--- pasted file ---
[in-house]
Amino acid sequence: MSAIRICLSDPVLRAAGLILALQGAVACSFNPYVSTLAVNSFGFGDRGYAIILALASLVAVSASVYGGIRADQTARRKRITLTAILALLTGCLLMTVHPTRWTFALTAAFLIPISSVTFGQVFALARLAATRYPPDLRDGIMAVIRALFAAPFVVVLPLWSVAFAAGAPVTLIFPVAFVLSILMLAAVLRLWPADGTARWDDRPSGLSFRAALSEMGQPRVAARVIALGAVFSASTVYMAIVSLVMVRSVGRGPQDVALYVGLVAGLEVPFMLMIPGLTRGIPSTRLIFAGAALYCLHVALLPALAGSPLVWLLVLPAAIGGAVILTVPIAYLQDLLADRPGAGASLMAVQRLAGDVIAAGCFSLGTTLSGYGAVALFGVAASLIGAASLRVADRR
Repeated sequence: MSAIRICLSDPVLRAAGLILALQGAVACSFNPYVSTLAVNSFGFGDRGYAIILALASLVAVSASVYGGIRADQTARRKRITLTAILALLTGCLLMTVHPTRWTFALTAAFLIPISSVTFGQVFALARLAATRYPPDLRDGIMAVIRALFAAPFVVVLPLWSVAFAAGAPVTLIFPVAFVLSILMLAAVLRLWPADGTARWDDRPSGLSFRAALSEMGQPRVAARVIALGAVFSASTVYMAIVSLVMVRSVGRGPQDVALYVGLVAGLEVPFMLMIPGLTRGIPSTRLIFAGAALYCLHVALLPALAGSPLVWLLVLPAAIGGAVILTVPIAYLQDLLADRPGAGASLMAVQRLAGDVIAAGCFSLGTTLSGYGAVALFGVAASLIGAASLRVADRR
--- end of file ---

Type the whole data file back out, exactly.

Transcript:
[in-house]
Amino acid sequence: MSAIRICLSDPVLRAAGLILALQGAVACSFNPYVSTLAVNSFGFGDRGYAIILALASLVAVSASVYGGIRADQTARRKRITLTAILALLTGCLLMTVHPTRWTFALTAAFLIPISSVTFGQVFALARLAATRYPPDLRDGIMAVIRALFAAPFVVVLPLWSVAFAAGAPVTLIFPVAFVLSILMLAAVLRLWPADGTARWDDRPSGLSFRAALSEMGQPRVAARVIALGAVFSASTVYMAIVSLVMVRSVGRGPQDVALYVGLVAGLEVPFMLMIPGLTRGIPSTRLIFAGAALYCLHVALLPALAGSPLVWLLVLPAAIGGAVILTVPIAYLQDLLADRPGAGASLMAVQRLAGDVIAAGCFSLGTTLSGYGAVALFGVAASLIGAASLRVADRR
Repeated sequence: MSAIRICLSDPVLRAAGLILALQGAVACSFNPYVSTLAVNSFGFGDRGYAIILALASLVAVSASVYGGIRADQTARRKRITLTAILALLTGCLLMTVHPTRWTFALTAAFLIPISSVTFGQVFALARLAATRYPPDLRDGIMAVIRALFAAPFVVVLPLWSVAFAAGAPVTLIFPVAFVLSILMLAAVLRLWPADGTARWDDRPSGLSFRAALSEMGQPRVAARVIALGAVFSASTVYMAIVSLVMVRSVGRGPQDVALYVGLVAGLEVPFMLMIPGLTRGIPSTRLIFAGAALYCLHVALLPALAGSPLVWLLVLPAAIGGAVILTVPIAYLQDLLADRPGAGASLMAVQRLAGDVIAAGCFSLGTTLSGYGAVALFGVAASLIGAASLRVADRR